Note: Where available, the PDF/Word icon below is provided to view the complete and fully formatted document
 Download Current HansardDownload Current Hansard   

Previous Fragment    Next Fragment
Wednesday, 11 May 1994
Page: 654

Senator CAMPBELL (4.29 p.m.) —I want to put a few things on the record. During the last year and a half we have seen a number of provisions come in to limit the speaking times of senators. They have all been agreed to by the Australian Democrats and the Independents.

Senator Kernot —By a majority of the Senate.

Senator CAMPBELL —I thoroughly respect that. One of the provisions that comes to mind is the reduction in second reading speaking times from 30 minutes to 20 minutes. I recall that, during the native title debate, again a very important debate for this chamber for all concerned—

Senator Schacht —It went for 10 days.

Senator CAMPBELL —It was not 10 days; it was five days.

Senator Kernot —The longest time ever.

Senator CAMPBELL —It was. One of the problems we had was that all of the senators who were at the beginning of the speakers list spoke for 10, 15 and 20 minutes, and many of us would have liked to have spoken for longer than that. As I remember, when Senator Chamarette spoke she could not get through what she wanted in 20 minutes and asked for an extension. Of course, the chamber graciously allowed her leave to do it. We have a very similar principle here. We now have tight restrictions on a number of the speaking times, including the speaking times on the adjournment, which I found out on Monday night, Mr Acting Deputy President, while you were in the chair, had been cut down to 10 minutes on Monday night as of 3 May.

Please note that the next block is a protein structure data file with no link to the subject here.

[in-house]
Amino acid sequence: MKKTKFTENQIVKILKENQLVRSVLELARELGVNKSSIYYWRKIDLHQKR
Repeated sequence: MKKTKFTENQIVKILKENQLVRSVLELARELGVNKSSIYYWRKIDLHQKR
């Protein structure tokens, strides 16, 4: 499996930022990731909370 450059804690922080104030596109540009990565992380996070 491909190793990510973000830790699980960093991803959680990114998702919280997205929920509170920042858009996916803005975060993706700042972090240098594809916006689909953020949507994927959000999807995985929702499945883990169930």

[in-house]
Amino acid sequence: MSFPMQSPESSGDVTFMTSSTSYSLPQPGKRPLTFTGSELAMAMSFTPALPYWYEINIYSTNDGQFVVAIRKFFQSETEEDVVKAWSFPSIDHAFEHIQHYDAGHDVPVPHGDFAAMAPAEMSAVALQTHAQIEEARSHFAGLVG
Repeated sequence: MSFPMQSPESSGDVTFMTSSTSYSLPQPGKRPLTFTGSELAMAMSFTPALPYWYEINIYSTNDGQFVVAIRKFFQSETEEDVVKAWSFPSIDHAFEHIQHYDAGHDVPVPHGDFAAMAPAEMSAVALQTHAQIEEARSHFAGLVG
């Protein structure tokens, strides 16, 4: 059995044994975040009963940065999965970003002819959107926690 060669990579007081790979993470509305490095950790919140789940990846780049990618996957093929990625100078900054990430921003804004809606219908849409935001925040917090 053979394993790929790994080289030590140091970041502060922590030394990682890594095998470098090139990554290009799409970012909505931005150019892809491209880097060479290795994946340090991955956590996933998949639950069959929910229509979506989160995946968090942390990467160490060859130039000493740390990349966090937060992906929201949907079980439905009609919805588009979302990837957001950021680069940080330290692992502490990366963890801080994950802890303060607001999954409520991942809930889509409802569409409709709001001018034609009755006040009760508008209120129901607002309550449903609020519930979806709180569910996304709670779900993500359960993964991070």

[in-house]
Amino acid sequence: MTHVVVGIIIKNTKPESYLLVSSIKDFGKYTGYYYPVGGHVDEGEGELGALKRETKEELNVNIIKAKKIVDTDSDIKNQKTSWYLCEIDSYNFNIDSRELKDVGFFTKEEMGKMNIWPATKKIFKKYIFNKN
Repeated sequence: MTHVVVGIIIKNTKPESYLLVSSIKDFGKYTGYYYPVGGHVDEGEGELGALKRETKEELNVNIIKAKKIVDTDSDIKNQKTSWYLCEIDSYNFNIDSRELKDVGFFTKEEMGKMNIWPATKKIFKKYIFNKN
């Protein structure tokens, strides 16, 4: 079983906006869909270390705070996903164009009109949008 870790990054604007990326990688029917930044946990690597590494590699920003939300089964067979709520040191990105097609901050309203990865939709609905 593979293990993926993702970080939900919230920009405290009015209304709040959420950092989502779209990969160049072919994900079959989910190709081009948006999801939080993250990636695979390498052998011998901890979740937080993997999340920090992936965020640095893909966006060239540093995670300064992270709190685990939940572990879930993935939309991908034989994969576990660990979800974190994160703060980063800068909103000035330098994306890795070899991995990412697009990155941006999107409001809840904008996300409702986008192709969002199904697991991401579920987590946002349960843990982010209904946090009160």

What we are saying is that, with these tight limits, there should have been a little courtesy and good faith to allow Senator Crane three, four or five minutes to get through his speech and get it out of the way so that we could get onto documents and the rest of business. That way he would not have to wait in his office until after documents are dealt with and then rush back into the chamber to finish his speech. Why not have a little good faith and allow Senator Crane to get his speech out of the way so that we can then go on to the next business? That is all we are talking about.

Senator Kernot —You are never sure that is the end of it.

Senator CAMPBELL —You are, generally. We allow the Democrats leave to do things when good faith is required. No good faith was shown here. Senator Schacht has effectively shown that, if a little bit of good faith had been used by him, Senator Crane could have spoken for three or four minutes on the motion to take note and we would have all been off doing other work during the afternoon and we would have been halfway through the next item of business. That good faith was not shown. Senator Schacht now knows the consequences of that. I hope quite genuinely that good faith will be shown in the future.

  Question resolved in the negative.